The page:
BRG1 regulates NOX gene transcription in endothelial cells and contributes to cardiac ischemia-reperfusion injury

Zilong Li, Xinjian Zhang, Shuai Liu, Sheng Zeng, Liming Yu, Guang Yang, Junli Guo, Yong Xu

Research output: Contribution to journalArticlepeer-review

52 Scopus citations

Abstract

Excessive accumulation of reactive oxygen species (ROS) is considered a major culprit for a host of cardiovascular diseases. In vascular endothelial cells, ROS production is mediated by NAPDH oxidases (NOX). In the present study we investigated the role of the chromatin remodeling protein BRG1 in NOX trans-activation as well as its implication in cardiac ischemia-reperfusion injury. We report that in response to hypoxia-reoxygenation (HR) BRG1 was recruited to the NOX promoter regions in both immortalized endothelial cells and primary microvascular endothelial cells. BRG1 knockdown attenuated the induction of NOX genes by HR stimulation. Suppression of NOX trans-activation by BRG1 silencing was paralleled by the loss of active histone modifications (acetylation of histones H3 and H4) and the re-appearance of repressive histone modification (dimethylation of histone H3K9) surrounding the NOX promoter. Of interest, the H3K9 demethylase KDM3A bound to the NOX promoters with kinetics similar to BRG1 and interacted with BRG1 to activate NOX transcription. KDM3A depletion ameliorated NOX induction and ROS production in endothelial cells exposed to HR. Finally, mice with endothelial-specific deletion of BRG1 were protected from cardiac ischemia-reperfusion injury. In conclusion, our data suggest that BRG1 may link epigenetic activation of NOX transcription in endothelial cells to cardiac ischemia reperfusion injury.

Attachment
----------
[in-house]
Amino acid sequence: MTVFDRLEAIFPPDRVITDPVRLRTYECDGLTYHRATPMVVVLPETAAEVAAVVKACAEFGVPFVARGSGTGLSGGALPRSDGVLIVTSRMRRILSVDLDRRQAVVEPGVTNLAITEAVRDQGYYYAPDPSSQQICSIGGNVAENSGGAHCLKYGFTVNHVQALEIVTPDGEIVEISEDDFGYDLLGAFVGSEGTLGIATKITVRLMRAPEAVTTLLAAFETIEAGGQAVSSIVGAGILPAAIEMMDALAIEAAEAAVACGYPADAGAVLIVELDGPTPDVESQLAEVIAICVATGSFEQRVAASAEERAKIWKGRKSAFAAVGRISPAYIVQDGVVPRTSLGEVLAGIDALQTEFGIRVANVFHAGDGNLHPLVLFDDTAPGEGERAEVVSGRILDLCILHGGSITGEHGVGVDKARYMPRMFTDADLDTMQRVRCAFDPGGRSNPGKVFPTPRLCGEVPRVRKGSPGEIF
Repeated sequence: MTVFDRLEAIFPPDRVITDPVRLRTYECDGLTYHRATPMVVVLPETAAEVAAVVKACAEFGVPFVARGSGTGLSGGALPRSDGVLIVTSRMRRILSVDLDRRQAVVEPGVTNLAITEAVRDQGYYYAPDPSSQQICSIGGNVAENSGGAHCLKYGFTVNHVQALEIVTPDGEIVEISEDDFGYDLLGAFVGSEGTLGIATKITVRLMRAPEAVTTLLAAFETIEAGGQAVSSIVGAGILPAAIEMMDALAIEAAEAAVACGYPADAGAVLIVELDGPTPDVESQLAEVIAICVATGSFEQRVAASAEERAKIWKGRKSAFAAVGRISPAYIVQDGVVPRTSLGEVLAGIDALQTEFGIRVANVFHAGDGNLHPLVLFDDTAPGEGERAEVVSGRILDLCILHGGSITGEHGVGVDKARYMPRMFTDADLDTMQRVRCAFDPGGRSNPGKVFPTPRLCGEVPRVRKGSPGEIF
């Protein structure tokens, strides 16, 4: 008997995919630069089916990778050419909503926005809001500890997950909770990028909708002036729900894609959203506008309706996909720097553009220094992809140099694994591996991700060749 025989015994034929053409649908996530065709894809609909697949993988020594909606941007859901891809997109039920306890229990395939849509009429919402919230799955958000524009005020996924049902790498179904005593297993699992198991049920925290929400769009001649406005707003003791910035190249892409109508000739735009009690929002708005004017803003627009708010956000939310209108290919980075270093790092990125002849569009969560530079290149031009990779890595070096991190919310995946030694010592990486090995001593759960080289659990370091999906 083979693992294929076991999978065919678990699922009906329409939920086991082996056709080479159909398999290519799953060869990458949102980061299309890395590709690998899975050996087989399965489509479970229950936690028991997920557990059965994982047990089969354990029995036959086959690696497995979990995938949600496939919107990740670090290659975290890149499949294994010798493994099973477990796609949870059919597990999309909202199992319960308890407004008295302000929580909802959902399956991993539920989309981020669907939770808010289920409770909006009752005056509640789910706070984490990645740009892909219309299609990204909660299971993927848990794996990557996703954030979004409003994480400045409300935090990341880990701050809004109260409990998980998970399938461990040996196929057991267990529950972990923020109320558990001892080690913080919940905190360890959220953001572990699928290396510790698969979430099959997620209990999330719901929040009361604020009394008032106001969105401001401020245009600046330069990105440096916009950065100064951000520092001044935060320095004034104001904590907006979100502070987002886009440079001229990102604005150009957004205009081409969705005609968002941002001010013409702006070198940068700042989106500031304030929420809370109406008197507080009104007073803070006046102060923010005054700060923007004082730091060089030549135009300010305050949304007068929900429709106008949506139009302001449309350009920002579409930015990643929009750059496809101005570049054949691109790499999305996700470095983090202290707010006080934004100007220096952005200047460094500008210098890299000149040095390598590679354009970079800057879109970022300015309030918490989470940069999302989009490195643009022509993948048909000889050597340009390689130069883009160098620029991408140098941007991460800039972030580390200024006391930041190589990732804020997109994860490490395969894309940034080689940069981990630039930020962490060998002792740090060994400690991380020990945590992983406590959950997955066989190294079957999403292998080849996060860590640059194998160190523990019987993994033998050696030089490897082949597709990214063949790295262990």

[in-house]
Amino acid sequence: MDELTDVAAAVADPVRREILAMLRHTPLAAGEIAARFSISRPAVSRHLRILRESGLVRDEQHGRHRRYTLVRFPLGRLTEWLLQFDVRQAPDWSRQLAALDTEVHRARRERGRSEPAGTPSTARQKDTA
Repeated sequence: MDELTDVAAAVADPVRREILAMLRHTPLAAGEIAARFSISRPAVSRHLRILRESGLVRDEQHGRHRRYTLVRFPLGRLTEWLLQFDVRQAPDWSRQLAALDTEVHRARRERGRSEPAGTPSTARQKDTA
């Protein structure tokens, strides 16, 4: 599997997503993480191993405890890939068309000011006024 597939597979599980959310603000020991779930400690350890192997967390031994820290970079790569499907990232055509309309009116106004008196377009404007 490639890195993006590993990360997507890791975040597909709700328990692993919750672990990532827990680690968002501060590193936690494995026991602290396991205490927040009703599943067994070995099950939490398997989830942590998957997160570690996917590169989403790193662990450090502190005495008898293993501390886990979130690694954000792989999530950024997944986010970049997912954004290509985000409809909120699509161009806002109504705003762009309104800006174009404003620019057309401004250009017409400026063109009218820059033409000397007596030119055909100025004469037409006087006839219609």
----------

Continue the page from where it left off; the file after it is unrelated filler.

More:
Original languageEnglish (US)
Pages (from-to)3477-3486
Number of pages10
JournalBiochimica et Biophysica Acta - Molecular Basis of Disease
Volume1864
Issue number10
DOIs
StatePublished - Oct 2018
Externally publishedYes

Keywords

  • Endothelial cell
  • Epigenetics
  • NOX
  • ROS
  • Transcriptional regulation

ASJC Scopus subject areas

  • Molecular Medicine
  • Molecular Biology

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